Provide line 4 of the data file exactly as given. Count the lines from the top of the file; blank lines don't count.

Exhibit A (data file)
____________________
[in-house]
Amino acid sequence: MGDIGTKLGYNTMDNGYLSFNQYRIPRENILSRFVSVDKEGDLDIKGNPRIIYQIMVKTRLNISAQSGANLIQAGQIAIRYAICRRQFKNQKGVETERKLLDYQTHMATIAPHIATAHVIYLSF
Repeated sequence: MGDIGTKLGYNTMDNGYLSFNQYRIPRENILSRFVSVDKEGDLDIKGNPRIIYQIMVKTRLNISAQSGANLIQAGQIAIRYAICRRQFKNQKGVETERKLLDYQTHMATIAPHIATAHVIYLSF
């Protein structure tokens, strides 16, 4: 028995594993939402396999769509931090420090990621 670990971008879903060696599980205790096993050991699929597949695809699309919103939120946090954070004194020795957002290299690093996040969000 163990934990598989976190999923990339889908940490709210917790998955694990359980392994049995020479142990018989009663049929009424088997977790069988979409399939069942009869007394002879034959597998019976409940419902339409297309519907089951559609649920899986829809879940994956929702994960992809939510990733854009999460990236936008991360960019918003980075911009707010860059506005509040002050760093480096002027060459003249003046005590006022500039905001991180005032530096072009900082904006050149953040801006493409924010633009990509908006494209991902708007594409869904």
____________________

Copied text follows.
């Protein structure tokens, strides 16, 4: 028995594993939402396999769509931090420090990621 670990971008879903060696599980205790096993050991699929597949695809699309919103939120946090954070004194020795957002290299690093996040969000 163990934990598989976190999923990339889908940490709210917790998955694990359980392994049995020479142990018989009663049929009424088997977790069988979409399939069942009869007394002879034959597998019976409940419902339409297309519907089951559609649920899986829809879940994956929702994960992809939510990733854009999460990236936008991360960019918003980075911009707010860059506005509040002050760093480096002027060459003249003046005590006022500039905001991180005032530096072009900082904006050149953040801006493409924010633009990509908006494209991902708007594409869904």